Over the past few years Agile has become a buzzword in not only the software development industry but across a number of industry sectors. In fact, it seems one can think of any business process and attach the word agile to it and and it is totally plausible i.e. Agile Innovation, Agile Marketing, Agile Service Development.
If you browse Job titles on LinkedIn, Xing or any other professional social media platform you bound to come across Agile Business Transformation Coach, Agile Project Manager, Agile Marketing Executive or even Agile Sales Consultant.
This gives the illusion that if ain’t Agile you ain’t nothing! Unfortunately this also means that the true meaning and intention of the Agile Movement becomes increasingly obscured!
Another huge misconception is that the Agile Methodology originated from the Software Development Community, and the key tenets of Agile are derived from the Agile Manifesto. Although the fundamental objectives of agile software development are derived from the agile manifesto, the ideals and concepts that agile aspires to have far deeper business basis.
What is Agile ?
The new term Agile is derived from a number of lean manufacturing concepts and principles. Lean Manufacturing focuses on eliminating waste and streamlining processes for cost effectiveness. The primary focus of lean is to identify and eliminate waste, whether it be excessive labour costs, surplus stock inventory, excess materials or inefficient business processes.
Lean Manufacturing was popularised in the book The Toyota Way: 14 Management Principles from the World’s Greatest Manufacturer, the first book for a general audience that explains the management principles and business philosophy behind Toyota’s worldwide reputation for quality and reliability.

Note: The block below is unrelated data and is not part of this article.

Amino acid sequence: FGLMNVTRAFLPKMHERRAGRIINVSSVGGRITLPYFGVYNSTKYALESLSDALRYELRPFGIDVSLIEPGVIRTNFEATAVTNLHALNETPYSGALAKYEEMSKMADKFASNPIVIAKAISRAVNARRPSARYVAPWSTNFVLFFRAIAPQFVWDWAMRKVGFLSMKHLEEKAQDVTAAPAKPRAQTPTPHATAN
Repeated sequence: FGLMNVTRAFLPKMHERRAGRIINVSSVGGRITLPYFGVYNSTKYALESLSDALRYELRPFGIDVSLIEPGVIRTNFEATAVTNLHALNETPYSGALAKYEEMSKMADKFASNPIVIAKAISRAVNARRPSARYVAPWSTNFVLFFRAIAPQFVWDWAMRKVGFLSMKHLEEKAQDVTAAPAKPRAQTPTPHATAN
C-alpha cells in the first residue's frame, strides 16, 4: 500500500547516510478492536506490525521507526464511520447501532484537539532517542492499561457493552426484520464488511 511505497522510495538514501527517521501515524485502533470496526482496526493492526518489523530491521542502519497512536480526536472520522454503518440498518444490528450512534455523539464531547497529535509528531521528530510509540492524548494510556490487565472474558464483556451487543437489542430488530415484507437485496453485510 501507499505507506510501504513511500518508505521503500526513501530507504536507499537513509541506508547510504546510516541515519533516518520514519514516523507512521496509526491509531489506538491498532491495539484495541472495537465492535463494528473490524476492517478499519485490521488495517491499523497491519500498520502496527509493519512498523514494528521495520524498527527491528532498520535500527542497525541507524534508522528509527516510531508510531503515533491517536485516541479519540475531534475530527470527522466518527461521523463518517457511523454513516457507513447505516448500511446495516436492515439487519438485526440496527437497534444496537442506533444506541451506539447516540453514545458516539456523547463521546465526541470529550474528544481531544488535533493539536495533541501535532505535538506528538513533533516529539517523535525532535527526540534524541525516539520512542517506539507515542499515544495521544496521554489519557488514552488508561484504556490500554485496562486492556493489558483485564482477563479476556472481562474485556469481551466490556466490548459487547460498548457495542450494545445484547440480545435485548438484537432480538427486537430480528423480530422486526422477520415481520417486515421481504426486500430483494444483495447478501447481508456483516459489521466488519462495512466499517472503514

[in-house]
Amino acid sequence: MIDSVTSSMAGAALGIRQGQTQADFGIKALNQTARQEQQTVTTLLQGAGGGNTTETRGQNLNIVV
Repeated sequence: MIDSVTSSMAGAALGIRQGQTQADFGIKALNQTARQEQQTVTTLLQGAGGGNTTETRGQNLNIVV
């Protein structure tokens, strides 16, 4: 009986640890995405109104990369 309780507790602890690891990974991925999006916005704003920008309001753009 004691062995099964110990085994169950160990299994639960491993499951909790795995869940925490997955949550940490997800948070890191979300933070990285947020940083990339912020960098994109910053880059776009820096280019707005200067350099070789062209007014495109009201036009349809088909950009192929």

Agile & Lean methodologies are based on identifying and eliminating waste while at the same time leveraging synergies and doing more of the practices that have a bigger return on investment.
In his book, Business Agility: Sustainable Prosperity in a Relentlessly Competitive World , Michael Hugos how to apply the concepts of Agile and Lean to businesses enabling them to become more responsive to their customer needs and wants in order to produce goods and services quicker for their customers resulting in higher prices and reduced costs.
At its core, Agile is a time boxed, iterative approach to software delivery that builds software incrementally from the start of the project, instead of trying to deliver it all at once near the end. It works by breaking projects down into little bits of user functionality called user stories, prioritising them, and then continuously delivering them in short two week cycles called iterations.
At it’s core Agile is a basic task management system, in that it is similar to breaking complex processes into smaller pieces, accepting that you may not have all the desired or required information to complete the tasks. You also try to prioritise and estimate the size of the tasks, in order to try and estimate how many tasks you will be able to complete in a predefined timeframe.